Confidence Must Be Restored to Improve Job Market
January 31, 2011
Although the unemployment rate fell to 9.4 percent in December from 9.8 percent in November, some 14.5 million people are still classified as unemployed by the Bureau of Labor Statistics. Even if the recovery continues along its current track, some six more years will be needed to bring the job total back to where it was November 2007, when some 146.6 million people were employed in the United States, says Robert Higgs, senior fellow in political economy with the Independent Institute.
- Employment began to fall after reaching its peak in November 2007, reaching its low point in December 2009, when only 138 million people had jobs.
- In the year since, employment has risen by only 1.25 million, or less than 1 percent.
Meanwhile, millions of people have withdrawn from the labor market during the past three years.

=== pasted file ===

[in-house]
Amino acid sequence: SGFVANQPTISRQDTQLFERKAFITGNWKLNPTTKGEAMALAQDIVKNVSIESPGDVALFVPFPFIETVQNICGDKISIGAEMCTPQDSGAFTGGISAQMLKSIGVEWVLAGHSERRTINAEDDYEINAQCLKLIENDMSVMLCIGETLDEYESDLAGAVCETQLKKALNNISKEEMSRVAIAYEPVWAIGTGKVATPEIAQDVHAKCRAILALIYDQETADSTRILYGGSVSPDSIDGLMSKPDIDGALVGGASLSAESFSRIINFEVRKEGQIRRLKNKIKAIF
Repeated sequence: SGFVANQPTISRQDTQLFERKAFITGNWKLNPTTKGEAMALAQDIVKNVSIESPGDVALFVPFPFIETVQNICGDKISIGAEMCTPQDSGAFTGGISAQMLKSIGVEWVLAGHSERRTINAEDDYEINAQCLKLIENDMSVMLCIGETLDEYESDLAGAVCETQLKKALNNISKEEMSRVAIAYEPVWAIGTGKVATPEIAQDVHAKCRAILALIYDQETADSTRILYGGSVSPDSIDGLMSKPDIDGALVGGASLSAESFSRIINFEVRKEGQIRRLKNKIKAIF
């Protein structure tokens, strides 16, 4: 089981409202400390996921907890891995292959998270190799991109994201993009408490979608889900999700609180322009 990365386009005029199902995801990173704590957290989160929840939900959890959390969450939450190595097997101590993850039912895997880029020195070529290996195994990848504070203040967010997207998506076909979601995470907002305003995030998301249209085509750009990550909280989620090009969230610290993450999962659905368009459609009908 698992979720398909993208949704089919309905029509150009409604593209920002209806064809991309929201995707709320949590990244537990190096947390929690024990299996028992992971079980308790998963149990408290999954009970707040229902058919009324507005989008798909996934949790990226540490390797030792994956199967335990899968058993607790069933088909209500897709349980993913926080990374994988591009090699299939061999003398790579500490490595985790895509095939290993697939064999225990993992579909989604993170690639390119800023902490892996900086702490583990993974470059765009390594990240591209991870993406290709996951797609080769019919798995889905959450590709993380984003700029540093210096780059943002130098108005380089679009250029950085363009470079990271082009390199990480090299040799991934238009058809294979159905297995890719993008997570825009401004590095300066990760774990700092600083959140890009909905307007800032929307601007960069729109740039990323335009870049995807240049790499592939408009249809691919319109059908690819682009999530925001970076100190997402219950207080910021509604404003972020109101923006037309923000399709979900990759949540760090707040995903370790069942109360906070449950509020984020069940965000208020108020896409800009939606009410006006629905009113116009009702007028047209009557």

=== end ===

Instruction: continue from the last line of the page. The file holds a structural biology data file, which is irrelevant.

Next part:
- Of the people not in the labor force, an estimated 4.7 million would seek work if they believed they might find a job.
- If these individuals were considered unemployed, along with those actively seeking work, the official unemployment rate would be more than 12 percent today.
Data on the division of employment between government and the private sector tell an even sadder story, says Higgs.
- Between November 2007 and December 2009, some 8.5 million private-sector jobs disappeared in nonagricultural industries.
- By December 2010, only 1.8 million of those lost jobs had been regained, leaving a net loss of 6.7 million jobs.
- In stark contrast, government employment during the same period hardly changed.
With private-sector jobs greatly diminished and government jobs relatively steady, at least for the time being, the ratio of private-sector workers to bureaucrats has moved in an unfavorable direction. The government's biggest challenge today is to restore lost confidence, says Higgs.
Source: Robert Higgs, "Uncertainty Continues to Depress Jobs," Investor's Business Daily, January 25, 2011.
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